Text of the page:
UMBC’s Jasmine Abrams, assistant professor of psychology, is working to increase pregnant women’s access to healthcare and HIV prevention resources in Haiti through a $390,000 award from the National Institutes of Health via the Fogarty International Center. Abrams will focus on creating new ways to reduce HIV/AIDS stigma impacting low- and middle-income pregnant women in Haiti. The grant is part of a $3 million Fogarty International Center program focused on reducing HIV/AIDS stigma in six African countries, as well as Haiti, India, Nepal, and Ukraine.
“Poverty and HIV stigma of pregnant women in Haiti encourages women to avoid hospitals and have babies at home or in other locations without proper access to healthcare,” says Abrams. “This stigma results in increased risks for infant and maternal morbidity and mortality.”
Abrams further explains that due to HIV stigma, HIV positive women are less likely to access treatment, which can put them at greater risk of passing on HIV to their children and can make it harder for them to keep their viral load low enough to avoid transmitting HIV to their partners. To overcome these challenges, she says, the bottom line is that “we need to grant more access to quality prenatal and maternal healthcare.”
Abrams has worked in Haiti since 2014, initially focusing on developing prenatal and maternal health interventions with the organization Midwives for Haiti. Her new multilevel intervention project continues her partnership with Midwives for Haiti, and forges new collaborations with the Haitian Ministry of Public Health, the Caris Foundation (a research organization), USAID, and Zanmi Lasante, the Haitian branch of Partners in Health and the largest non-governmental healthcare provider in Haiti.
Abrams’ work in community-based health psychology is rooted in her goal to tackle the health disparities she has found in her research among Black women in the United States and abroad. “On almost every indicator of health, Black women are disproportionately impacted by various illnesses and more likely to die from chronic illnesses,” Abrams says. “I want to change this.”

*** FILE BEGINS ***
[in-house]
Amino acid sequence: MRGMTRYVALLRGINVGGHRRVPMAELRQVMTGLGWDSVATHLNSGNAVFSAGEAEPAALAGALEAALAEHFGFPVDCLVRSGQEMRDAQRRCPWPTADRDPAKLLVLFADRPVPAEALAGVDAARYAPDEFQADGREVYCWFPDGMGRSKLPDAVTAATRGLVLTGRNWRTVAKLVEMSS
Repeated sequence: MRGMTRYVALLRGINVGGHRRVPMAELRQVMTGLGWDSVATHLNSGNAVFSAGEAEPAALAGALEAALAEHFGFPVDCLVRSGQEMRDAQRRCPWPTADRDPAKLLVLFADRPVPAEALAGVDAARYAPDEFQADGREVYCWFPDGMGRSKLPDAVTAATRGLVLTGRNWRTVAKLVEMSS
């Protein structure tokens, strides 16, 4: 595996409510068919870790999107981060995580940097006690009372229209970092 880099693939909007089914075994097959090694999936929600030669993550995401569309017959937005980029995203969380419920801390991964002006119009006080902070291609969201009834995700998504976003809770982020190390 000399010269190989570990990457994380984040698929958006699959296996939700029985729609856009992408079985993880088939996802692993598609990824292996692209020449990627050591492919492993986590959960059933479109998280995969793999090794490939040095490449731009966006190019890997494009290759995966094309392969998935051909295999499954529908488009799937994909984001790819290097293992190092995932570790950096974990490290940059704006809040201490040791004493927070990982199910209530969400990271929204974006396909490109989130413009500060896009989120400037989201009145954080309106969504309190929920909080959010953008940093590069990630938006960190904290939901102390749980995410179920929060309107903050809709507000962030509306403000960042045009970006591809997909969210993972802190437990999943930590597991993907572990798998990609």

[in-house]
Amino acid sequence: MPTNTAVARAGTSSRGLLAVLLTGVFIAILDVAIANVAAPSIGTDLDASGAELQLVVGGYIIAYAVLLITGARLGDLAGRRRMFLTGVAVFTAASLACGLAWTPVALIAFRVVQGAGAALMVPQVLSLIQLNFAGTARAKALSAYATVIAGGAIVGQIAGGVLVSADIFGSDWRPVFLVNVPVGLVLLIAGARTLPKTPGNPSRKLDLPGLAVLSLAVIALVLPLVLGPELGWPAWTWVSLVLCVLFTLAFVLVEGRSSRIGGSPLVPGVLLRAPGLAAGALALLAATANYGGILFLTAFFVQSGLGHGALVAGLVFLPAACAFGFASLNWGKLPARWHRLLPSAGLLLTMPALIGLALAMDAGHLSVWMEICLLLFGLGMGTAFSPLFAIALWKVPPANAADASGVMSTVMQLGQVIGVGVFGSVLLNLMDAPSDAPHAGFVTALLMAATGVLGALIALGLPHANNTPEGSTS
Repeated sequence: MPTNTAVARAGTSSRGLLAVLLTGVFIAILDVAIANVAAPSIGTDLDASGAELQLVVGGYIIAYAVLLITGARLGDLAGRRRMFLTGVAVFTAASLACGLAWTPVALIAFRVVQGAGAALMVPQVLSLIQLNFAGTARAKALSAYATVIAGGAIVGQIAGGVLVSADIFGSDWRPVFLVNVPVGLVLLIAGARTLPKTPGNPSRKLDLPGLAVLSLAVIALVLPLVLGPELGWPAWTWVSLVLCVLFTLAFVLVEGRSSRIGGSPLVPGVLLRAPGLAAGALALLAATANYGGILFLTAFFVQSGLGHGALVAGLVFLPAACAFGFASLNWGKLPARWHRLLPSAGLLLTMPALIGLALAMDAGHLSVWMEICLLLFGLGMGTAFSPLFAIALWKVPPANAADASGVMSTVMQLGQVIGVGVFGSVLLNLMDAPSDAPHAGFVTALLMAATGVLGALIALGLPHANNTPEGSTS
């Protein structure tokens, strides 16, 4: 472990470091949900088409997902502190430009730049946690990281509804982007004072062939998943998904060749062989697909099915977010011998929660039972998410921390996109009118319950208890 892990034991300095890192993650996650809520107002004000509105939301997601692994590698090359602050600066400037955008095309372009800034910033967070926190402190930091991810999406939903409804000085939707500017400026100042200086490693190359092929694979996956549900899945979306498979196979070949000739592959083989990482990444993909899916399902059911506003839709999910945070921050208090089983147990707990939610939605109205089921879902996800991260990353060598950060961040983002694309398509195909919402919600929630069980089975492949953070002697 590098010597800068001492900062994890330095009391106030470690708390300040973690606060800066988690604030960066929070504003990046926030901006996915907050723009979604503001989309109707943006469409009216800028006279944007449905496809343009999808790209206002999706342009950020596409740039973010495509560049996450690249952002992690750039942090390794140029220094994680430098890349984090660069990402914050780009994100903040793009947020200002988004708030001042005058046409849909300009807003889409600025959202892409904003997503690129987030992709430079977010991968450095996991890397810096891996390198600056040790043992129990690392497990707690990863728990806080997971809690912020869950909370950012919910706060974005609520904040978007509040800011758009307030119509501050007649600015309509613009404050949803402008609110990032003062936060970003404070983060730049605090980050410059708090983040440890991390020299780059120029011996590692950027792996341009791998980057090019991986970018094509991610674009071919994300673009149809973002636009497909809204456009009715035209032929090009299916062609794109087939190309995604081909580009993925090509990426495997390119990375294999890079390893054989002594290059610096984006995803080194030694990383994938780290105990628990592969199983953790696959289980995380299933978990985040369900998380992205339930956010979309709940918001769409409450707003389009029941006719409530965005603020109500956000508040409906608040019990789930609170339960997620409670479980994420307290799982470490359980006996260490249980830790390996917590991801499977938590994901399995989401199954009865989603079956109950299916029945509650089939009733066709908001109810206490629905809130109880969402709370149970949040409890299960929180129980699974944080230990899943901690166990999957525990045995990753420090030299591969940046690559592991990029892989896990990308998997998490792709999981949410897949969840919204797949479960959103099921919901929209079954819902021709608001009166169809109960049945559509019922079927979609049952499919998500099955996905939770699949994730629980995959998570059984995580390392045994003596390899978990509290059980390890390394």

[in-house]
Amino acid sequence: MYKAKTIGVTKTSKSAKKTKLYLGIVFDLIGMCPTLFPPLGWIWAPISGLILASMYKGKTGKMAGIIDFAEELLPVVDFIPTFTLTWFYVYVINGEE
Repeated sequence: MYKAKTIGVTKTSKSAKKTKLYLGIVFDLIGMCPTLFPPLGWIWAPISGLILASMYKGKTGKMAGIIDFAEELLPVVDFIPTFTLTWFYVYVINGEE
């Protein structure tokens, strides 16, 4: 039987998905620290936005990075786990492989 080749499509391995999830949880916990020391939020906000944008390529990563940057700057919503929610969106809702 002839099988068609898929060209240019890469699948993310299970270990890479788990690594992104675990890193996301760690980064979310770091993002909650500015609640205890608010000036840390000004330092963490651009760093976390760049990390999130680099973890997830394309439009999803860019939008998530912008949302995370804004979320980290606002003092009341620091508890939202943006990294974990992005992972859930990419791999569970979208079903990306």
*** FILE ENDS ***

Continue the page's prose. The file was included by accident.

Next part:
An integral part of this grant is to improve healthcare access for Haitian women in the longer term by strengthening the capacity of Haitian researchers to collect, analyze, and report their own data. “The intervention will be developed by a group of Haitian HIV prevention experts, healthcare providers, and community members and will be used to train Haitian healthcare workers and community members to reduce, and hopefully eliminate, stigmatizing attitudes and behaviors,” says Abrams.
Building bridges across the Caribbean
Abrams also plans to foster structures that support Haitian-based research by establishing an exchange between UMBC faculty and students, and healthcare professionals and medical school students in Haiti, as well as other Caribbean countries.
Abrams has already taken steps to expand her work to other nations in the Caribbean, including the Dominican Republic and, most recently, Cuba. In the spring of 2018, she earned a Pedagogy and Teaching Award from UMBC’s College of Arts, Humanities and Social Sciences to travel to Cuba, where she received training in Spanish and Cuban culture and developed a course that examines the intersections of psychology and culture. Her new Psychology and Culture (PSYC 230) class in Cuba is scheduled to debut in May 2019.
Banner image: Jasmine Abrams, psychology, in UMBC’s Academic Row. Image by Marlayna Demond ’11 for UMBC. All other photos courtesy of Abrams.